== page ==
• This chapter on the physical examination of the athlete's shoulder is different from the more traditional "textbook" approach. Although we remain committed to a comprehensive, organized approach to the shoulder, the direction here is driven by the chief complaint, such that a differential diagnosis is deduced at the beginning of the interview rather than at the end.
• This "differential-directed" approach allows the examiner to test the premise of the initial diagnosis throughout the history and physical and allows a more focused approach to the shoulder as it pertains to the athlete (and, specifically, the overhead athlete).
• Although this differs in style from established texts that describe the history and physical followed by formation of the differential diagnosis, we hope that this approach leads to the same destination: an accurate diagnosis for an athlete with shoulder dysfunction.
• For an organized, comprehensive, and traditional approach to examination of the shoulder, we refer readers to "Clinical Evaluation of Shoulder Problems" (Krishnan SG, Hawkins RJ, Bokor DJ: In Rockwood CA, Matsen FA [eds]: The Shoulder, 3rd ed. Philadelphia, Elsevier, 2004).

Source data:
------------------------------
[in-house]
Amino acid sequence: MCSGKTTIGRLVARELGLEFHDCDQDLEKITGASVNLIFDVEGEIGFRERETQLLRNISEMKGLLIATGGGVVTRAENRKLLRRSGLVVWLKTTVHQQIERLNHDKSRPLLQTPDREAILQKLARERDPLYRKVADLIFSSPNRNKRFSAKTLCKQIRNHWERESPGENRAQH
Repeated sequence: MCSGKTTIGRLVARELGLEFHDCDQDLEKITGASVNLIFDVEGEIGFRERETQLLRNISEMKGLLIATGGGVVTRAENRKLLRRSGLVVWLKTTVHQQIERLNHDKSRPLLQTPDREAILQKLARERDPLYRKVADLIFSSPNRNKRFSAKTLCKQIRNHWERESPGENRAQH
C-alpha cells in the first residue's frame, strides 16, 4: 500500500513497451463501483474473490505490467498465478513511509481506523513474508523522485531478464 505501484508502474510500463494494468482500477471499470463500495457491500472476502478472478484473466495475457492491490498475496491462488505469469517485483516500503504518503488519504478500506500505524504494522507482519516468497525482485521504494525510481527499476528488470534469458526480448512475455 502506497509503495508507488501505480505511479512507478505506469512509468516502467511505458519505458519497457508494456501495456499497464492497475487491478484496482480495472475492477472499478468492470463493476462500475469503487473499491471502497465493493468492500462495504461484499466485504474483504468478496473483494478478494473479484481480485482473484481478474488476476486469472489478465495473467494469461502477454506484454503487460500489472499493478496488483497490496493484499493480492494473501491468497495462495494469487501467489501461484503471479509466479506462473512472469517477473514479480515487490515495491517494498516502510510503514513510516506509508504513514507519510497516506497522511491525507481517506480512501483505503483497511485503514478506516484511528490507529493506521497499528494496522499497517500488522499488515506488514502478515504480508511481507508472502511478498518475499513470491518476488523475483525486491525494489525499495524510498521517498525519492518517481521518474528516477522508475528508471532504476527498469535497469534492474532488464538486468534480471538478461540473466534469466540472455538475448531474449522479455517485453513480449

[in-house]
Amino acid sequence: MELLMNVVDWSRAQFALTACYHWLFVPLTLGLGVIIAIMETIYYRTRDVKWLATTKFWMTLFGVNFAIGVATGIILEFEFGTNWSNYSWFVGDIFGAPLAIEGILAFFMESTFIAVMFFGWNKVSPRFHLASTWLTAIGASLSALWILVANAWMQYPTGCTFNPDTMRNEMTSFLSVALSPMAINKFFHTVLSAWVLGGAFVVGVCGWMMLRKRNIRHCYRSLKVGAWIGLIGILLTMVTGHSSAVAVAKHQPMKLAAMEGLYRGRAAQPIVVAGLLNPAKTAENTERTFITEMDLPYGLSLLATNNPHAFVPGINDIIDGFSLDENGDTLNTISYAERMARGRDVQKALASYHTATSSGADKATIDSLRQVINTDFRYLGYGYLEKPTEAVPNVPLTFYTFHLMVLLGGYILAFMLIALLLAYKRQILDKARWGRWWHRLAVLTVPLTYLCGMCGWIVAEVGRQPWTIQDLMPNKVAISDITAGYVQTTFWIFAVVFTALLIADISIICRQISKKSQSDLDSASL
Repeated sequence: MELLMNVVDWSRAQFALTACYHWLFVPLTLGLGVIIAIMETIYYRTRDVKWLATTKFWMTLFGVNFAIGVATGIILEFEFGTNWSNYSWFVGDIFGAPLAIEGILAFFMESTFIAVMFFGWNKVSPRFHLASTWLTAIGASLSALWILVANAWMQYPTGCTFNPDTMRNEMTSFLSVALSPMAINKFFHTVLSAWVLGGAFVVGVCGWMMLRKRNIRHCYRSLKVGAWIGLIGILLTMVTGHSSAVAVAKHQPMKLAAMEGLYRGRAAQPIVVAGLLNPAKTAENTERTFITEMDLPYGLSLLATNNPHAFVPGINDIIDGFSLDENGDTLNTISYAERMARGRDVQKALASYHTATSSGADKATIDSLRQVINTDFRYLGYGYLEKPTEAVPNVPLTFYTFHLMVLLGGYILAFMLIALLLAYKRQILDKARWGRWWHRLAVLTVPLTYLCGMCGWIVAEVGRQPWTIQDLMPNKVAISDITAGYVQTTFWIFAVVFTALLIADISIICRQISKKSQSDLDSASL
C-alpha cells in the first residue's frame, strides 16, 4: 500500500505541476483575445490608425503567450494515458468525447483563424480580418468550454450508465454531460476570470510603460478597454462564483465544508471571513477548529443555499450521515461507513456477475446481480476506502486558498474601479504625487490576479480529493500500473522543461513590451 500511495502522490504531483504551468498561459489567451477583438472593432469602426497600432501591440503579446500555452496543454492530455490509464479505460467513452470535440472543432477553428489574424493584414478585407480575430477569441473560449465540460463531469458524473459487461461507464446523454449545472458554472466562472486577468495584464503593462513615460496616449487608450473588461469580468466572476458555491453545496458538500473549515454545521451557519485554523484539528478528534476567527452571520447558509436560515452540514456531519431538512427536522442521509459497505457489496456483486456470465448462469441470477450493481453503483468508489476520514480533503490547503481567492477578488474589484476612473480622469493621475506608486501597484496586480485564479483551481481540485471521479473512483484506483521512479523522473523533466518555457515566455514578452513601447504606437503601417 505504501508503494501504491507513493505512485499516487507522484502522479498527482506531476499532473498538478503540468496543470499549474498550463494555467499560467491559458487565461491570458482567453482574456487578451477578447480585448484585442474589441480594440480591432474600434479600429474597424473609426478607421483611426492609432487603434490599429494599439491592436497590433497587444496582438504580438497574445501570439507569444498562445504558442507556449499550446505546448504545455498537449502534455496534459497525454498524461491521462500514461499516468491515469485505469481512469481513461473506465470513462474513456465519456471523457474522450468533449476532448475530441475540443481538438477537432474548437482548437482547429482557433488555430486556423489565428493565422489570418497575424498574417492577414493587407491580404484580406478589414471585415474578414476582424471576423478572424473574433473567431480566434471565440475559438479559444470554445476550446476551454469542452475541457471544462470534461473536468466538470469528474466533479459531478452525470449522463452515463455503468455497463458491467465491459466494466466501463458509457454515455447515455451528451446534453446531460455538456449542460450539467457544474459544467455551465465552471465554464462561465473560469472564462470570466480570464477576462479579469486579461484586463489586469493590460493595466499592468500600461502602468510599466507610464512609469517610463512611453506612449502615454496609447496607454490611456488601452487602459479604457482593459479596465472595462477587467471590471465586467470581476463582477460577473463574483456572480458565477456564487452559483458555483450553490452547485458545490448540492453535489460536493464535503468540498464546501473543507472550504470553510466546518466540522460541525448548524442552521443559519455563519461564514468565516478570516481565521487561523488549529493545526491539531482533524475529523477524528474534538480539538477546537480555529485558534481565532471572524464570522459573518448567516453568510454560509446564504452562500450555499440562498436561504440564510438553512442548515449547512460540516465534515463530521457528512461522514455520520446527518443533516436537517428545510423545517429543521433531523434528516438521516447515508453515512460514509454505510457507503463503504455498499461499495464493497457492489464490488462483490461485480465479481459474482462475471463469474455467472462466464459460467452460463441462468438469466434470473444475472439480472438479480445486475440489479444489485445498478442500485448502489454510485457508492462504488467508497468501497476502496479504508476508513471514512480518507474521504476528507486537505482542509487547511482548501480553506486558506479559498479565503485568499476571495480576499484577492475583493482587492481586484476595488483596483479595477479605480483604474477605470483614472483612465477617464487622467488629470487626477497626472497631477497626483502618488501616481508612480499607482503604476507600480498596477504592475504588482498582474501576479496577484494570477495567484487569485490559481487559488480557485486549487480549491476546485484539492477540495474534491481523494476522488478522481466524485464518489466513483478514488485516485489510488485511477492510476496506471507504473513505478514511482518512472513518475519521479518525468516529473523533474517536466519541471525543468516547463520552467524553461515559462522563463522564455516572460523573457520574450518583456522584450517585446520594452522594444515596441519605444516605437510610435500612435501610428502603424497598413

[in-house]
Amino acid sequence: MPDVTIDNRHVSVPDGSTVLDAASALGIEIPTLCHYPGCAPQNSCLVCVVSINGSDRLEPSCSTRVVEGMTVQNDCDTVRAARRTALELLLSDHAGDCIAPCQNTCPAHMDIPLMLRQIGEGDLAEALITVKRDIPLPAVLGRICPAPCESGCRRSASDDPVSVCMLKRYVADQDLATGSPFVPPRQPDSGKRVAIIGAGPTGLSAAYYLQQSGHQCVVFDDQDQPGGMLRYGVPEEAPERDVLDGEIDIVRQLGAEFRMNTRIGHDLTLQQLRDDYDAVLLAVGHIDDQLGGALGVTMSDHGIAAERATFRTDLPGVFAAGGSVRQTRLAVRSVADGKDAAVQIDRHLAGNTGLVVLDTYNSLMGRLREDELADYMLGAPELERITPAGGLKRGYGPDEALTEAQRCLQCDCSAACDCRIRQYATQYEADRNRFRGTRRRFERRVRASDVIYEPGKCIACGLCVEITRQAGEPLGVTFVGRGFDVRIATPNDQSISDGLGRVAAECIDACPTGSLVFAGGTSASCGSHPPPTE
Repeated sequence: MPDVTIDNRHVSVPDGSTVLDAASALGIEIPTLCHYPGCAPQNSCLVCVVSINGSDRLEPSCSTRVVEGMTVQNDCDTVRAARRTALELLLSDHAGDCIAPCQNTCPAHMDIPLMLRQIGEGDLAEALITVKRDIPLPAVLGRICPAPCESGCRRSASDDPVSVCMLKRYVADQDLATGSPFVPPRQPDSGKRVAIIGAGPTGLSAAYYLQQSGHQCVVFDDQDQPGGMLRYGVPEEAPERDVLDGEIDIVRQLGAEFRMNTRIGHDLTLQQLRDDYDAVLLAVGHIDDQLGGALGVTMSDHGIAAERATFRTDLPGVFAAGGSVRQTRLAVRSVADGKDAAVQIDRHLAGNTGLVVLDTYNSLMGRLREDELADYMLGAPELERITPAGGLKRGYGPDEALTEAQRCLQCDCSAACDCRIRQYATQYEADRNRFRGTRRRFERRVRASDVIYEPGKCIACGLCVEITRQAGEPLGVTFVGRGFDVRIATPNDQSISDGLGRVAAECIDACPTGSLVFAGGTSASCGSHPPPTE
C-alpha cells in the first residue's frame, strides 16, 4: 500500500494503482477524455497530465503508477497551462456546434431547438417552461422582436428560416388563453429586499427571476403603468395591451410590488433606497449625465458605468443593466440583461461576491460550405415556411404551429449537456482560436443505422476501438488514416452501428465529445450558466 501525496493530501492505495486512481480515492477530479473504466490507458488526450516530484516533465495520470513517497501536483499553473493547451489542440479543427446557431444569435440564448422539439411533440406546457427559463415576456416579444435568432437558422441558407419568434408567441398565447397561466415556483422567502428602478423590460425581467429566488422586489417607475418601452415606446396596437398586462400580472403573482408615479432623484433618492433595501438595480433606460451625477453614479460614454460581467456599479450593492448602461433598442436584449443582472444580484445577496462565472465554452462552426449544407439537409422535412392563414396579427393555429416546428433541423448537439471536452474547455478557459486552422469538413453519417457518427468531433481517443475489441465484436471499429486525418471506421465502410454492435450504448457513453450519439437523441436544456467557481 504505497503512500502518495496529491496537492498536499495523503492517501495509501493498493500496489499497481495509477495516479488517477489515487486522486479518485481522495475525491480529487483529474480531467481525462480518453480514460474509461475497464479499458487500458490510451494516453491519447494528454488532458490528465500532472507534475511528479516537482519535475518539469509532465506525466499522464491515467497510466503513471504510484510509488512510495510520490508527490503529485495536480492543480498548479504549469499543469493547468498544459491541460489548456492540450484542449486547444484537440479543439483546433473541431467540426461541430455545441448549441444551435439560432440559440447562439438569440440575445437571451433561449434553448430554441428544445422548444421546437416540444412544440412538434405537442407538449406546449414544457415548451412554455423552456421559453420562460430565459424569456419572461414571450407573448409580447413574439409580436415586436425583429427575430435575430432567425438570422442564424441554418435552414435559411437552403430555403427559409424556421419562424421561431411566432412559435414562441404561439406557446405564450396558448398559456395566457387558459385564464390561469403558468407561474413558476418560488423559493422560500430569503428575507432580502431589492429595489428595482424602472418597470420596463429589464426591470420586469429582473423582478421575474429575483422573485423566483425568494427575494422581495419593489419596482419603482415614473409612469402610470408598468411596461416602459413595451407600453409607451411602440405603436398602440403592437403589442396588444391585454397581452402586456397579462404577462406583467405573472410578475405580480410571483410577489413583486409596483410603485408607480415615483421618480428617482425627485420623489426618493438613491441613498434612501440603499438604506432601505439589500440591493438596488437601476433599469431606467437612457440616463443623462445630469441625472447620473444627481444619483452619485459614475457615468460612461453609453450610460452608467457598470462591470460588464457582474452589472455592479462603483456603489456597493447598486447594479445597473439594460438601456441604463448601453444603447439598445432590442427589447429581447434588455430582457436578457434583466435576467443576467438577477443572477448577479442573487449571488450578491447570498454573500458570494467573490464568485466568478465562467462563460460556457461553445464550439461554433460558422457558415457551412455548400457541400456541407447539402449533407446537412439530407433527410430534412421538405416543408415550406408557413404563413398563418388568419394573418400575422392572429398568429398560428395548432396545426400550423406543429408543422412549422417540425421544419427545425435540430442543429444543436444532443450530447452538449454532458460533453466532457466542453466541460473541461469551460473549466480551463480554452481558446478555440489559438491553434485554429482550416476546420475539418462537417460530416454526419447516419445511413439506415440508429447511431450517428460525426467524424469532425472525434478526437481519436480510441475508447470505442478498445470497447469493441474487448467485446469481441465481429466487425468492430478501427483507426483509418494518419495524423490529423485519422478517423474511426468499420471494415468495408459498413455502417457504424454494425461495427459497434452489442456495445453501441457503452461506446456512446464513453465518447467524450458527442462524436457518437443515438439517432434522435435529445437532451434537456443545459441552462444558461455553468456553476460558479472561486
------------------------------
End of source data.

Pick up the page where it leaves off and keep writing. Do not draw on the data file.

Laxity is a physical examination sign; instability is a clinical symptom.
helpful with decisions concerning return to play or in determining when rehabilitation is not working and other options should be considered. Such benefits only happen with open lines of communication.
This chapter begins with a throwing athlete who cannot throw well. From this initial presentation, we hope to describe an organized yet focused differential-directed approach to understanding the cause of the dysfunction, which forms the basis for how to resolve the problem. Although much of this chapter is focused on the overhead shoulder, it is important to keep in mind that these principles apply both to the examination of shoulders involved in any repetitive overhead activity (such as tennis, volleyball, handball, and swimming) and also to athletes of all ages and levels of participation with shoulder problems.
Was this article helpful?
Everything you wanted to know about. How To Cure Tennis Elbow. Are you an athlete who suffers from tennis elbow? Contrary to popular opinion, most people who suffer from tennis elbow do not even play tennis. They get this condition, which is a torn tendon in the elbow, from the strain of using the same motions with the arm, repeatedly. If you have tennis elbow, you understand how the pain can disrupt your day.